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Belle: A Lesson in the Timelessness of Racism and Misogyny Against Black Women

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It's not often that audiences are exposed to a portrayal of racism that is viewed through the lens of black women. Dido Elizabeth Belle, a mixed-race woman in 1700s England, was the daughter of an admiral and an enslaved African woman. The film Belle, which was released nationwide this weekend, follows Dido's life in the household of William Murray, her great-uncle, who was the earl of Mansfield and Lord Chief Justice of England. We watch Dido become a lady, educated and accomplished, while still forced to dine separately from her family, in the company of strangers, due to her lower status as a non-white person. We witness her experiences with romance and her complicated friendship with her white cousin, all during the infamous Zong case.

In the film, Dido becomes acquainted with an aspiring lawyer and abolitionist who advocates against the Zong slavers and, in turn, exposes Dido to the realities of slavery and racism that she had previously been sheltered from in the household of Chief Justice Mansfield. Meanwhile, as she comes of age and her cousin is introduced to society, she becomes painfully aware of what her race means outside the home of her great-uncle, becoming conscious of the unique prison she finds herself trapped within as both a non-white person and a woman. Her cousin Elizabeth is white but poor; she doesn't have the inheritance that Dido is privileged with. But the two young women discover how complicated both racism, sexism, and classism have made the world: Elizabeth can eat with her family and be introduced to society without burden, yet without an inheritance, her options for marriage are extremely limited, and the gentleman whom she would marry will not have her, as his own pockets are empty, and he requires a hefty dowry. On the other hand, Dido can afford to not marry, if she so wishes, or to marry whom she pleases, given her inheritance. Money gives her some independence, yet it seems that she will not be able to marry at all, given her status as a non-white person: "too high to dine with the servants," she says at one point, "but too low to dine with my own family."

The intricacies of marriage and money and dowries in the 1700s were complicated and seem far different from what we experience in our world today, but what I see in Belle -- juxtaposed with the ancient-seeming idea of black bodies as property, cargo that can be thrown overboard as if drowning were not drowning but a mere spoiling of goods -- is a startling sameness. Dido Elizabeth Belle was born in 1761 and died in 1804, yet the experiences that this film projects in its illustration of the past bear shocking resemblance to the challenges that black women (and black people) face in the United States today.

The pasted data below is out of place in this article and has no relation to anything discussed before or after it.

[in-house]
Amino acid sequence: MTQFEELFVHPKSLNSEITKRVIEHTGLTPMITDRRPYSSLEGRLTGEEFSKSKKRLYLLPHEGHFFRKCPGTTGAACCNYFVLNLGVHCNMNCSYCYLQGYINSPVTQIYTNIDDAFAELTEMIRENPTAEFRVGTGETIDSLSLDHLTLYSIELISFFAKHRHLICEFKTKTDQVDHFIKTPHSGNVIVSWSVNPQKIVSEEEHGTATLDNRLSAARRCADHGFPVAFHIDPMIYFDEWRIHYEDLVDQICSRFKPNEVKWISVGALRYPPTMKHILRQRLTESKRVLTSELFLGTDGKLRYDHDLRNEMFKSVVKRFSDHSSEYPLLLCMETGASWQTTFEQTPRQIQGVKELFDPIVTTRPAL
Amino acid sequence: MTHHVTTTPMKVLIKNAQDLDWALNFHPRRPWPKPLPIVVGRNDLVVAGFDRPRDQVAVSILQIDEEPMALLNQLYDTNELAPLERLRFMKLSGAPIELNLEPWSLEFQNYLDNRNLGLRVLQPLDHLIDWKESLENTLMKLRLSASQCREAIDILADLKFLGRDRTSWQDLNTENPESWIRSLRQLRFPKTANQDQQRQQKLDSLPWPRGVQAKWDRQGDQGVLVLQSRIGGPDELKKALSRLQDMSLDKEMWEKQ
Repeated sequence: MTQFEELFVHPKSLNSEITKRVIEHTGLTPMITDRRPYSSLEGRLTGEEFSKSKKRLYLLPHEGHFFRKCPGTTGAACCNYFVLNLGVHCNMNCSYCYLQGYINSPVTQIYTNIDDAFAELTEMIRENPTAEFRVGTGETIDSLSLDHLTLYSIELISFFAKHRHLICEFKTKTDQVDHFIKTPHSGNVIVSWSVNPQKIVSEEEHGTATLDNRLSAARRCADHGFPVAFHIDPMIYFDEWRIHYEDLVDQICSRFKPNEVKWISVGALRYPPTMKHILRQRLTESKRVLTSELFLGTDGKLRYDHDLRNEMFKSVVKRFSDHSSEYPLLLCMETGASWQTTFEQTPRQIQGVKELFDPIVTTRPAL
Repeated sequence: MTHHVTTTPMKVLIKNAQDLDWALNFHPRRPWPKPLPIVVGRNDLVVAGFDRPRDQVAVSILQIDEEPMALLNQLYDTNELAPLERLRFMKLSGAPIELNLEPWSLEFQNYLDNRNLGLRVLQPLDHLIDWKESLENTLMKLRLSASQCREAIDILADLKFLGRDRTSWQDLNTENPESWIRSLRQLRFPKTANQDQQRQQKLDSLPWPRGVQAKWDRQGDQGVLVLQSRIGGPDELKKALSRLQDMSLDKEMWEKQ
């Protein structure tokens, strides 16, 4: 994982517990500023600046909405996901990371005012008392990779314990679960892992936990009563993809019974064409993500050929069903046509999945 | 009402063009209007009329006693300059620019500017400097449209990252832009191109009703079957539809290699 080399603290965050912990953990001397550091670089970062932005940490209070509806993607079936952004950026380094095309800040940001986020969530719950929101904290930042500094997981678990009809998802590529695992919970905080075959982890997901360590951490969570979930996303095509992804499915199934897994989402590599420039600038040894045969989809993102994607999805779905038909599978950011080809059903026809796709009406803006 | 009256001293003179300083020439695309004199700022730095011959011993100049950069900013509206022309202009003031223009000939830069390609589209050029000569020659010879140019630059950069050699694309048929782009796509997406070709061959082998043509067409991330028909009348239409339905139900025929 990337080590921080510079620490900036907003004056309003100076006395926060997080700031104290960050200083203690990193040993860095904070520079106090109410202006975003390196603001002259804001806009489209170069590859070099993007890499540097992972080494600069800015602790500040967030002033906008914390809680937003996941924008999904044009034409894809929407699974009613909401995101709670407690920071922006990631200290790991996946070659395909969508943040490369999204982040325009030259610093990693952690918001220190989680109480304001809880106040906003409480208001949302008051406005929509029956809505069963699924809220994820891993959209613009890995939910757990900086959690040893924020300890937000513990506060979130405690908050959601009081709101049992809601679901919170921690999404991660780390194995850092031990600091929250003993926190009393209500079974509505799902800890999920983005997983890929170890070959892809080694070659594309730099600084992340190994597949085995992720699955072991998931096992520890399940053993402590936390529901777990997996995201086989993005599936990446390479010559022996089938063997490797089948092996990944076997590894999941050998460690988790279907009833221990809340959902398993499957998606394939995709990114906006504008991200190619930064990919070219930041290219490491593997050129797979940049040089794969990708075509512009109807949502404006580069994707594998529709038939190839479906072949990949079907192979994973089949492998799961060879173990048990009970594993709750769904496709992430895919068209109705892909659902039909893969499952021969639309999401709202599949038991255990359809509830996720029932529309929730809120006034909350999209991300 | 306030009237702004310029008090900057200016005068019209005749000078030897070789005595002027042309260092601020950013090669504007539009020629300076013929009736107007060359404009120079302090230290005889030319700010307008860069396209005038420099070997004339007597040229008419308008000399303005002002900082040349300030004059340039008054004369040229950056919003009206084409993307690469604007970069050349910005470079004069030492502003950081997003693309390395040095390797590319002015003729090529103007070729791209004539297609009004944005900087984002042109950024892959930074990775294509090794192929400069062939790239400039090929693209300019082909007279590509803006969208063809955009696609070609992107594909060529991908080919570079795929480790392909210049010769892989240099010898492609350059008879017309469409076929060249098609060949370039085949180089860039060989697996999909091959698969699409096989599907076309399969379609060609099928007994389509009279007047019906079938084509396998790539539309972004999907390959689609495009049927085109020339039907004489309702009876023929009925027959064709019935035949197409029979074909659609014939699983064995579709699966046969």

For one thing, there's Dido' fetishization by the two Ashford brothers. While one brother sees her simply as an exotic "other" whom he can bed without forming attachments -- very different from the attitude toward white women of the same time period, whose virtue was unequivocal and untouchable -- the other is downright violent in his conception of Dido, calling her "repulsive" but still expressing a desire to rape her. The scenes in which that older, more violent Ashford brother addresses Dido directly, giving voice to his unbridled racism and at one point assaulting her, are indisputably disturbing, not just because they represent a disgusting and brutal history but because I see remnants of those attitudes today in the way the world perceives the bodies of black and brown women: exotic, sexual, sensual, different objects. We see it in the way Miley Cyrus and almost any given white pop star (Justin Timberlake and Robin Thicke, for example) use black women's bodies as props in music videos: as something to be appropriated and used for one's own pleasure and then cast off in pursuit of the next trend. In addition, the rape of black women still does not seem to carry much horror in 2014; it was most recently a punchline on Saturday Night Live, and last year Russell Simmons was forced to apologize for his highly offensive "Harriet Tubman Sex Tape." None of this is too different from the way the Ashford brothers perceive Dido's body: as an exotic "other" not worthy of love or respect but merely of lust, and lust framed in a particularly problematic racism.

The younger Ashford brother adds another layer to Dido's complicated experience as a black woman: One night, while he and Dido are sitting away from the crowd on their own, he confesses to being "taken with" her and compliments her beauty in a strange way. Her mother's blackness, he says, is undoubtedly ugly, but Dido's "better half" (that is, her white half) won out in her features, which is what makes her so beautiful.